> R Avry Wilson Wrote:
> > There may well be remaining skin covering the
> > fontanel, as this was a preliminary observation
> > my part.
> Unfortunately you did not make another before
No worries, it's a discussion board. :)
> > However, please refer back to the Google images
> > search (just above). The shape of the 'fetus'
> > in the OP is common, not indicative of an
> > elongated skull.
> You picture a down shot of a fetal skull that
> looks to be about 5-6 months:
> Front view of a near identical fetal skull:
> Ironically, what we see by comparing these skulls
> is not only is the skull below not "common", but
> quite clearly uncommon as in not even close
> to being the same:
I surmise it is common given the relative genus of the region. Is this commonality not suggested by yourself as regards ancient Egyptian royalty?
> More "primary observations" on your part I assume.
Yes. And am I being berated for making an observation?
I don't see a problem with it. How sure can we be of the photographic angle of your example?
> > Just to be clear, are you suggesting 'elongated
> > skull people' are an existing separate human
> > born that way?
> Your attitude is perplexing.
Sorry Lee, it seemed like a general, calm question. Given in the spirit of making sure I stay on point. Still, the question is somewhat generalized, I can agree on that. I suppose I am merely curious why we are discussing natural occurrences of dolichocephaly as though there are geographical connections between South Amerindians, Korean peninsula Silla, and ancient Egyptians. If instead this a discussion about dolichocephaly itself, then fine, but otherwise I take exception to a argument of diaspora.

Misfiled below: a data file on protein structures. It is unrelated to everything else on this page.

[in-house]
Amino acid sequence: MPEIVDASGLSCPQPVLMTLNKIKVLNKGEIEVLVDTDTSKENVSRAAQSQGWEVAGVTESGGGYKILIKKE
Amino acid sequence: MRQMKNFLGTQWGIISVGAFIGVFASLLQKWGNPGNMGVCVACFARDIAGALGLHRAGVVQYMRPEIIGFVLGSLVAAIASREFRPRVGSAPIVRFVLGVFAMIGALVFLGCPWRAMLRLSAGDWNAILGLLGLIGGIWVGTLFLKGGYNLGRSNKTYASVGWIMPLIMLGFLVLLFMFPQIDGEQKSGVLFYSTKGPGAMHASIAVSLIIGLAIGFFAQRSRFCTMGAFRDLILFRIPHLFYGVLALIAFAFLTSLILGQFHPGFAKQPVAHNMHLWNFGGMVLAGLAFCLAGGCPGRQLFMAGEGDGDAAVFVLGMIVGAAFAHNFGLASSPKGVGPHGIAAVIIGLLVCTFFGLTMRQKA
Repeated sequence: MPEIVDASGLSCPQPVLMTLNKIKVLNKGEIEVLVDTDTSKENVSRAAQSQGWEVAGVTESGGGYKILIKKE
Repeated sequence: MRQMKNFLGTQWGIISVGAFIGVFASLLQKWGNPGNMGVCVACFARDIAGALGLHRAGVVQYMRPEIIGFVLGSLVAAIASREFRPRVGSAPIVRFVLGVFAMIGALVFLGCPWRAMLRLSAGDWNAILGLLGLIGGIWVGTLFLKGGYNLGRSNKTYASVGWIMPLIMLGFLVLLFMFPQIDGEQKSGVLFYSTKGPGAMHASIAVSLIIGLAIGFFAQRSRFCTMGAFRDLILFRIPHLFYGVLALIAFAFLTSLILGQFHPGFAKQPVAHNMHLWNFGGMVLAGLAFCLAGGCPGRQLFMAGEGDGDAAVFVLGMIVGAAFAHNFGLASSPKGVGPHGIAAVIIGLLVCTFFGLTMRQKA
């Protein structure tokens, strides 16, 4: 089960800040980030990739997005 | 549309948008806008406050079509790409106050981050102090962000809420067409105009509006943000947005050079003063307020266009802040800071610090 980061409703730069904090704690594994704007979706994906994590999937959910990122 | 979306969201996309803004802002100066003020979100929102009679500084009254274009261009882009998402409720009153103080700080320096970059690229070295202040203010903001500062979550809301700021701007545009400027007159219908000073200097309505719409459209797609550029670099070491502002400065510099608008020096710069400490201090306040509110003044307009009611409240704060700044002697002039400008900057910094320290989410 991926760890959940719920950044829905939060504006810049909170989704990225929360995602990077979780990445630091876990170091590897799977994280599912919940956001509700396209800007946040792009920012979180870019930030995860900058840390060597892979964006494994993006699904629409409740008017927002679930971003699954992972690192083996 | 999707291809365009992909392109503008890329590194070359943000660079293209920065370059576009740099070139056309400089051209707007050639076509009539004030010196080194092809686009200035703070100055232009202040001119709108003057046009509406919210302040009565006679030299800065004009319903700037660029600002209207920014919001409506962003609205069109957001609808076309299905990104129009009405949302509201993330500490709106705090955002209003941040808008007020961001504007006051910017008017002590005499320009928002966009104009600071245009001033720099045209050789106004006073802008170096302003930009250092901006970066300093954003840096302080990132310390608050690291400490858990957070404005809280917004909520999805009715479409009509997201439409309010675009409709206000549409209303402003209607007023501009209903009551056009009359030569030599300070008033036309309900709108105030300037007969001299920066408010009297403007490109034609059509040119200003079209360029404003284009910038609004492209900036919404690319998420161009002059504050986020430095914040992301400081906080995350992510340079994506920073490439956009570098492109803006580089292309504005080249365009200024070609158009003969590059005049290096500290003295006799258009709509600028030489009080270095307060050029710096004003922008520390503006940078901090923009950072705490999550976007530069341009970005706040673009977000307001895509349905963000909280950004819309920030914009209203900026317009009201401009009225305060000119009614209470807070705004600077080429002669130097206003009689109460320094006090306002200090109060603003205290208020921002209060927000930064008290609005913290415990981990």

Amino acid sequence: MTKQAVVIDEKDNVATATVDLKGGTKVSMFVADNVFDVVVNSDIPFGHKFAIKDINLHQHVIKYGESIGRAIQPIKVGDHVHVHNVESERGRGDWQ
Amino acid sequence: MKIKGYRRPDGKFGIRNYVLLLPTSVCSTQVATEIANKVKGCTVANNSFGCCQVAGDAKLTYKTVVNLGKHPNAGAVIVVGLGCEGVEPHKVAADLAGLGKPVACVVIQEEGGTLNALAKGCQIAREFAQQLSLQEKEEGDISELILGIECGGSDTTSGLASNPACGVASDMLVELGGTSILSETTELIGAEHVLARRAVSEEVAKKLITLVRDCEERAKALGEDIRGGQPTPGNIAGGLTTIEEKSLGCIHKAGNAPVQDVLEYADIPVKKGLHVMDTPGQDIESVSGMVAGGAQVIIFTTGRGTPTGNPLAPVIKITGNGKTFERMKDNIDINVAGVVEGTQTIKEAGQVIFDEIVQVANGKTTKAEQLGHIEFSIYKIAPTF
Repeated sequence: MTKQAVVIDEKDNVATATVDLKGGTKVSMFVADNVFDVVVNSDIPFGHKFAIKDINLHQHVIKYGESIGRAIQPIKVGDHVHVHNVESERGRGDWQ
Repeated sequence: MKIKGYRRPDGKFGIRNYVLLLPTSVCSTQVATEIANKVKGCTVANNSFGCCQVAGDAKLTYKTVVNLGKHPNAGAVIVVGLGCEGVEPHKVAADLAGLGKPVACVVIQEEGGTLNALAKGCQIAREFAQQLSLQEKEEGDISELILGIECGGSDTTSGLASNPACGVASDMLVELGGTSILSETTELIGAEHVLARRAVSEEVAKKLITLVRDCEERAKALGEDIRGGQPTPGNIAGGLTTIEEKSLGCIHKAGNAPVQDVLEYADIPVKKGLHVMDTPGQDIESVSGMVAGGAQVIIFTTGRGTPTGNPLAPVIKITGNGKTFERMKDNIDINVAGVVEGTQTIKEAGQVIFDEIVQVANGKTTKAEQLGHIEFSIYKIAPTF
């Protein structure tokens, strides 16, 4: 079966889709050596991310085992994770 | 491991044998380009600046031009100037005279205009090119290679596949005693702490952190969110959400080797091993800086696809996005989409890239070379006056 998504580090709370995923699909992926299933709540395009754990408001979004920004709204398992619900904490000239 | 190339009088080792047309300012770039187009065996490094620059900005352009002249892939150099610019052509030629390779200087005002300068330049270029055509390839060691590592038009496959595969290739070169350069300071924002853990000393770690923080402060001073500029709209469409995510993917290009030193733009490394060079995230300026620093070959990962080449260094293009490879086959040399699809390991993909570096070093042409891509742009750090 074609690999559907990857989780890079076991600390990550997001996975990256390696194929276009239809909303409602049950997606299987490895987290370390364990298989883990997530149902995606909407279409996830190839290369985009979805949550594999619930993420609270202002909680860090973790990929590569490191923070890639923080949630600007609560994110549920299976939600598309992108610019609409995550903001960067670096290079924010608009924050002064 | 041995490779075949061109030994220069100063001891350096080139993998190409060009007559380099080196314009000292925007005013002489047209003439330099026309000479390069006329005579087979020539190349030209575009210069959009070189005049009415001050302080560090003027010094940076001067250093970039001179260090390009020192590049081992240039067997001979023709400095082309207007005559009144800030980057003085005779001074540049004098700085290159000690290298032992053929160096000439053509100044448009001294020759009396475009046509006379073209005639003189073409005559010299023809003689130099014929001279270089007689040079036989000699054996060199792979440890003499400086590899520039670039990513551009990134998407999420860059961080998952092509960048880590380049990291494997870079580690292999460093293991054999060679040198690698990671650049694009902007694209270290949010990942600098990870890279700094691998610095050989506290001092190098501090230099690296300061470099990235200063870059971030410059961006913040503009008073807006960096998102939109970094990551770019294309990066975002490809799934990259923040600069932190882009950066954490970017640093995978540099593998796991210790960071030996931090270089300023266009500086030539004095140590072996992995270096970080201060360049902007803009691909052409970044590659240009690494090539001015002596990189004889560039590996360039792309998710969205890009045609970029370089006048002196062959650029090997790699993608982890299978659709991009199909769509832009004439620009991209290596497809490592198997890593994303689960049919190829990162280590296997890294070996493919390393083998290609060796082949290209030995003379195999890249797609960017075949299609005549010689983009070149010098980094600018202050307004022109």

It is a fair question to have asked.
You note you have all of Childress' works and they are among 'your favorites'. What should one assume from this statement? Have you since accepted these works are very poor academia, and highly discredited, or ... ? I am not trying to be uppity in any way, I am asking for clarification on your position. Thanks. :)
> Presumed skull of Akhenaten:
Better to use an extant sculpture of his daughter.
> The latter Dr. Madiha Khattab and (her) team
> concluded (emphasis mine):
Tut's elongated skull was a normal
> anthropological variation, not a result of
> disease or congenital abnormality.
I am not denying the existence of the condition. I take issue with the context in which these finds in your OP (which are from years ago, not new?) suggest a relationship between cultures separated by oceans and millennia.
> And of course not a product of head binding either
> meaning, yes, they were born this way. Further
> supported by the famous relief of Akhenaten and
> Nefertiti which also shows their infant children
> with unusually elongated skulls as well:
> Nefertiti by the way:
I appreciate the continued examples. :) There are lots. Point of note, that is not Nefertiti. Joann Fletcher made some pretty big leaps.
Perhaps better if we could track down her actual remains, or an extant sculpture without head gear.
> Elongated, namely extremely dolichocephalic